Gavin Hogg says it was not the thought of getting Bury St Edmunds promoted to National League One being too tall of a task that saw him announce he will be leaving at the end of the season.
After accepting the top coaching job at Hertfordshire outfit Old Albanians, who went up to the third tier of English rugby after winning Bury’s National Two South Division last season, Hogg is confident he will not be saying a final goodbye to the Greene King IPA Haberden in his last game in charge of Bury there in a week’s time.
Sunday evening’s club announcement that Bury’s director of rugby will leave after six of the greatest years in their history — having masterminded two promotions in three seasons to elevate the Wolfpack to their highest ever level — will have come as a shock to supporters.
But Hogg, still only 35, has revealed hushed discussions with club supremo Terry Sands first began at the end of last year and led to a tough decision.
“I have been at the club for six years and it has been a massive part of mine and my families’ lives and I am fortunate I have been able to share a lot of successes.
“There is still a project going on at the club and there was always a temptation to stay on another season to try and take them up to the next level and finish things up for the club and me as well.
“Old Albanians is an opportunity that allows me to take the next progression in my career now, though.”
Asked what drew him to it, he said: “A couple of things: probably the style of rugby which I was familiar with from their time in National Two last season when they were promoted, and is very similar to how I coach my players to play and the structure they have in place there, similar to Bury, gives a platform on which to build on.
“And there is the link with Sarries (Saracens) and training on their site. It will allow me to continue my development as a coach by seeing the day-to-day running of a professional club with the chance to coach boys that can go on to play in their academy sides and get a foot in the door of a top Premiership club’s coaching set-up.”
Asked about which of his six seasons he would pick out as his most rewarding, it was the unbeaten campaign of 2012/13.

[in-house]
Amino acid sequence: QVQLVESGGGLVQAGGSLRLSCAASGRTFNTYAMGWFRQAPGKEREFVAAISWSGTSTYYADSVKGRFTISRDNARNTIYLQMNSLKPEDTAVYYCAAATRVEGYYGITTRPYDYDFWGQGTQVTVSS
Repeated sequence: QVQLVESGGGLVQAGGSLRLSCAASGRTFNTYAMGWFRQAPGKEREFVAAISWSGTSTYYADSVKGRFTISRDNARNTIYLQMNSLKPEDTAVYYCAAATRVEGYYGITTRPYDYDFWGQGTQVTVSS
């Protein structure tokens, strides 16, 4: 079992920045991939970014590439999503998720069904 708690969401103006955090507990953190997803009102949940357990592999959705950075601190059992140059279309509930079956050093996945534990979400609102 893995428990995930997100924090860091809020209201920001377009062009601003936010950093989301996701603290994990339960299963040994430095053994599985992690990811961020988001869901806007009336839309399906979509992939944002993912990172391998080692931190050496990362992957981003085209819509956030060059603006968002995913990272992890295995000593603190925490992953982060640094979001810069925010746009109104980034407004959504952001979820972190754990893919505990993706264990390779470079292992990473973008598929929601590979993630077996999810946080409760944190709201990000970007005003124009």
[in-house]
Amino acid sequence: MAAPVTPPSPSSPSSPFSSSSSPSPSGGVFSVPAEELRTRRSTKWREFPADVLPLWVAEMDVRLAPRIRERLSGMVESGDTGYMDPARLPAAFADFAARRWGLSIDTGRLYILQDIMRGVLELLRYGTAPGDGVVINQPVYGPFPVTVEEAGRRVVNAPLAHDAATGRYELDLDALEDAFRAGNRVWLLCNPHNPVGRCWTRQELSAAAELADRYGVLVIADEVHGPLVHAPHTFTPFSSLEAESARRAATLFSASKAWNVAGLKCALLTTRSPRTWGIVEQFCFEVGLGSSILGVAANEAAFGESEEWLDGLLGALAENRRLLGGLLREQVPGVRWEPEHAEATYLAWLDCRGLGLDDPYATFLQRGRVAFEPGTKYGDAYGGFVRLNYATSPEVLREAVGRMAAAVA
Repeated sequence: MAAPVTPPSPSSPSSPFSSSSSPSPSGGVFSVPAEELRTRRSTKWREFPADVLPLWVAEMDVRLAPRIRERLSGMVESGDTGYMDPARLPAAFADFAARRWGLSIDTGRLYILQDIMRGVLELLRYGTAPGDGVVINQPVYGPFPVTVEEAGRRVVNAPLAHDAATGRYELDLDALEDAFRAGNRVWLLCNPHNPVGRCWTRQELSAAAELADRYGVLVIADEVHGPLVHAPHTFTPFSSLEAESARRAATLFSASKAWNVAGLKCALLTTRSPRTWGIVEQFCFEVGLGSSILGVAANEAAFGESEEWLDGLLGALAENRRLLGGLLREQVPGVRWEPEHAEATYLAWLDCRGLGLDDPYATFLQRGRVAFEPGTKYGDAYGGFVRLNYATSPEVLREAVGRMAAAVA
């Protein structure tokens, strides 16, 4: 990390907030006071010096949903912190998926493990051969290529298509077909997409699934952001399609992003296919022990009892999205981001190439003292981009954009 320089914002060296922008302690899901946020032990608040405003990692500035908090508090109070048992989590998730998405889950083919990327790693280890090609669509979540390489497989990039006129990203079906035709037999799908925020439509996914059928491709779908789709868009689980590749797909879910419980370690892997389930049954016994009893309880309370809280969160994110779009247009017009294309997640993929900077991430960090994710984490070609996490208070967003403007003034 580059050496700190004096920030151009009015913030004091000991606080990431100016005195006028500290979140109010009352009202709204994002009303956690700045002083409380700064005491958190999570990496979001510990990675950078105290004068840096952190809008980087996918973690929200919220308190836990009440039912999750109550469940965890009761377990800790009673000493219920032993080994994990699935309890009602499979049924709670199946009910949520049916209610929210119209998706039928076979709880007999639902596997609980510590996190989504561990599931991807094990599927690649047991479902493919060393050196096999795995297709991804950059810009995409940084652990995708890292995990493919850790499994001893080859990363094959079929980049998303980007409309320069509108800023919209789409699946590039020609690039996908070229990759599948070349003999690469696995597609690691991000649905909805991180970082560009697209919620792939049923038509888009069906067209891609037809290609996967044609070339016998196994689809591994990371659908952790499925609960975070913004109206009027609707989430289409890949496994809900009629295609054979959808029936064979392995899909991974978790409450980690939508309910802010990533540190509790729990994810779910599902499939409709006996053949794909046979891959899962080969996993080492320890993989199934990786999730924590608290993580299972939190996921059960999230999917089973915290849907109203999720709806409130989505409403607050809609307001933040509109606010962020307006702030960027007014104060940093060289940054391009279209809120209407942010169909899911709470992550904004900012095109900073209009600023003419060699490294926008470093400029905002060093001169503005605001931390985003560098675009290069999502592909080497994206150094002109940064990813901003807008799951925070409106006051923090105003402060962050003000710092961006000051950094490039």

“The one that sticks out for me is the promotion out of London One,” he said.
Bury had gone into the fixture on March 23 with Chingford knowing a win would send them into the National League for the first time in their 88-year history.
But with Suffolk waking up to a blanket of snow and further blizzards forecast, it looked like getting the game on was a dead cause.
“Everything that day epitomised what this club is about,” Hogg fondly recalled.
“When I arrived 10-12 people were there with brooms to make sure it went ahead.
“Even during the game people were running on sweeping the lines on the pitch.”
What followed was a 79-0 romp to promotion with four games to play.
Hogg, who ensured Bury’s survival in their second season in English rugby’s fourth tier before allowing his future plans to be announced, added: “From a personal point-of-view I first arrived at the club as a player and head coach (after guiding Stowmarket to promotion to London League 3NE) and am leaving as a director of rugby and that is testament to the amount of time Bury have put into my development.”
* After the four-match unbeaten streak that preserved their status for another season, Bury’s run was abruptly halted on Saturday at Old Elthamians.
The hosts were too strong, opening up a 33-0 half-time lead before seeing out the game 47-12.
Bury, whose second-half tries in London were scored by Darren Gillespie and Chris Snelling, are without a fixture this weekend.